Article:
Make Skin Care A Priority

Written by Nina Gajic

It always amazes me when women tell me they treat their skincare routine as special “me-time.”  And if they are busy - which we all are really, with kids and work - they drop their routine or just slap on some moisturiser at night.

Is self-care an act of selfishness for women when they have so many responsibilities? Absolutely not! Taking care of your skin is not just about looking good, it also benefits your health by protecting your skin from environmental damage, premature ageing and reduces the risk of skin disease.

As well, the soothing effect of doing your skincare routine lessens stress, promotes self-esteem, and boosts self-confidence.

I believe a good skincare routine does not have to be time-consuming or expensive - it can be as simple as cleansing, moisturising, and wearing sunscreen.

I learned all of this the hard way. When I was growing up in Australia in the 1970s I thought my skin just needed to be squeaky clean, which led me to overwashing instead of doing a regular skincare routine. In turn, this caused a years-long battle with constantly irritated and sensitive skin.

It eventually got so bad even water that wasn’t completely pure would cause me to break out in hives.

And when I was a teenager having breakouts, I would cancel plans to go out and just stay home – I was miserable. It was debilitating and isolating. No one deserves that.

I visited numerous dermatologists before I had my light-bulb moment: I needed to strengthen my skin barrier. And the best way to do that was through a consistent skincare routine with good products.

I hope my gorgeous five-year-old daughter Natalija and her cohort of little friends grow up with a better understanding than I had of how to care for their skin – and, importantly, how to look after its own natural protective barrier against environmental damage.

I don’t ever want them to be too busy to look after their skin, or just buy makeup to try to cover up any skin problems like some young women do. I want them to learn how important it is to focus on their health and the health of their skin. It’s not selfish; it’s a necessity.

So, how do you create a good routine? Firstly, you need to know your skin type so you can purchase the products best suited to you for the most effective skincare routine.

Here’s a quick guide:

Different Skin Types: Which One Are You?

  1. Oily skin types have overactive sebaceous glands leading to shiny skin, enlarged pores, and breakouts. Combination skin refers to oily skin with dry patches, usually caused by harsh treatments trying to combat the oiliness only to end up with damaged patches. How can you tell? Your skin will look shiny and sometimes greasy, especially on the forehead, nose, and chin. You can see some enlarged pores, and you are prone to acne and blackheads. Your makeup tends to easily slide off.
  1. Normal – or “balanced” – skin appears to have no visible concerns but, be warned, it can quickly end up drier and more wrinkly than other skin types if not properly nourished as you age. How do you know if your skin is normal? It looks healthy, has few visible pores, and has a smooth and even texture. You rarely experience breakouts and it doesn’t feel too oily or dry.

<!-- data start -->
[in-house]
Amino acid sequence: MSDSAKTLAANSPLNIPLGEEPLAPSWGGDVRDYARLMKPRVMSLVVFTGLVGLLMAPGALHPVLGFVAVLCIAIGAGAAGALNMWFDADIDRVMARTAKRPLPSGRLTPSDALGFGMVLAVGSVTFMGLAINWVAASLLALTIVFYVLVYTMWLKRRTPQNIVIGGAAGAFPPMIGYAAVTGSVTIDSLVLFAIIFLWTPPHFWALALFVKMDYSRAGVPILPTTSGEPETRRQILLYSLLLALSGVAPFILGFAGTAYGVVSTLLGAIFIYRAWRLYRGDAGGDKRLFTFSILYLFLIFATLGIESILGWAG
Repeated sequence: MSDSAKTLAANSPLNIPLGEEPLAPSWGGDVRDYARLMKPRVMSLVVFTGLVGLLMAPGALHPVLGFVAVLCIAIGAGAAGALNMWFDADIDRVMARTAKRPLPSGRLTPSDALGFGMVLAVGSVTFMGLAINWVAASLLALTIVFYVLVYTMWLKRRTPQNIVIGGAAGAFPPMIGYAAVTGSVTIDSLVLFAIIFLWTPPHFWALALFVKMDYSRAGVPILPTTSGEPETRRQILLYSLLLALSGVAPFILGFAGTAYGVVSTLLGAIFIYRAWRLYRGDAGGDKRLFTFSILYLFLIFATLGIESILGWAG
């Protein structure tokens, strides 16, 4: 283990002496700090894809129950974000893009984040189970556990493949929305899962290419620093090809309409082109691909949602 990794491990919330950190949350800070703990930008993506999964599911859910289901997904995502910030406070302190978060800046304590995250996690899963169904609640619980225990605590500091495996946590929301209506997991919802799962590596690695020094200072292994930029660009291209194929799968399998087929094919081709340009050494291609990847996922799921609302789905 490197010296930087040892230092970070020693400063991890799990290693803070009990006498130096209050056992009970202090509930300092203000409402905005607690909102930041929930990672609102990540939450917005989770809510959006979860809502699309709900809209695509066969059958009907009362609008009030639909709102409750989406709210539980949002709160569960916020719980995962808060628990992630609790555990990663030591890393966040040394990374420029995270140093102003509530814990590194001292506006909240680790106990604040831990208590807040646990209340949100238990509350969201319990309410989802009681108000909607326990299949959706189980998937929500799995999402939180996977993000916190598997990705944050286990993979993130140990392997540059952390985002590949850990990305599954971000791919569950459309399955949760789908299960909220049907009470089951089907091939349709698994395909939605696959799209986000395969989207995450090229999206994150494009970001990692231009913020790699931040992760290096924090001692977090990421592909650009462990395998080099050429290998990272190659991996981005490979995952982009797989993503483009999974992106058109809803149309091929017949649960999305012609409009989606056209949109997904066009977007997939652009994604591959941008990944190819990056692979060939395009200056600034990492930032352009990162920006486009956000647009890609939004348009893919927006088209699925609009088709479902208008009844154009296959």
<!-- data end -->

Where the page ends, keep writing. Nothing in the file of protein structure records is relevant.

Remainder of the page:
1. Dry skin types have under-active glands and a lack of moisture to protect and hydrate the skin. How do you know if your skin is dry? It will feel tight and rough, especially after cleansing. There is a lack of moisture and natural oils, and it’s hard to see small pores. You may have some flakiness or dry patches, and when you put on your foundation, it looks uneven (as it clings to the dry areas.)

Remember, all these skin types will eventually become aging skin, showing signs of dehydration, volume loss, sagging and wrinkles, and uneven tones and pigmentation, which is why a good routine should be done by everyone - even those with enviable “normal” skin.

Try My Skin Type Test

I’ve created a quick test so you can work out what your skin type is. This is great for teens who are just learning about skin care.

  1. Wash your face gently with a mild cleanser and pat it dry.
  2. Wait for an hour; do not apply any skincare products.
  3. Go outside, or anywhere which is well-lit, and look closely at your skin.
  4. If your skin is glowing and doesn’t appear oily or dry, it’s likely to be normal. If it appears shiny and feels greasy, you probably have oily skin, and if it feels tight with some flakiness, it is most probably dry.

Now you will know which products to buy. It’s good to do this test regularly as your skin type is likely to change as you get older, and change environments.

When Should You Start?

I’m often asked when someone should start a basic skincare routine, and should it be different for men? Or can they just hide behind facial hair? (Yes, I was asked that once!)

Skincare should start at six months (according to the Skin Cancer Foundation) with the daily use of sunscreen which is age appropriate. Use it when going out in the sun to protect your child from harmful UV rays, and get them in a great routine for life.

This includes people who tan easily and those who don’t - your skin is damaged by sun exposure over your lifetime, whether you burn or not. Babies under six months are the only exceptions to the daily sunscreen rule as their skin is highly sensitive.

I think when you hit puberty and hormonal changes start it’s time to begin your am and pm routine as changing hormones can lead to more oil production and acne.

And lastly, skin care is not limited to women! Men should absolutely engage in a good routine as well. Their routine may differ slightly from women, but the basics are still there - cleansing, moisturising, and sunscreen. These are my favourite life lessons; and something I swear by.

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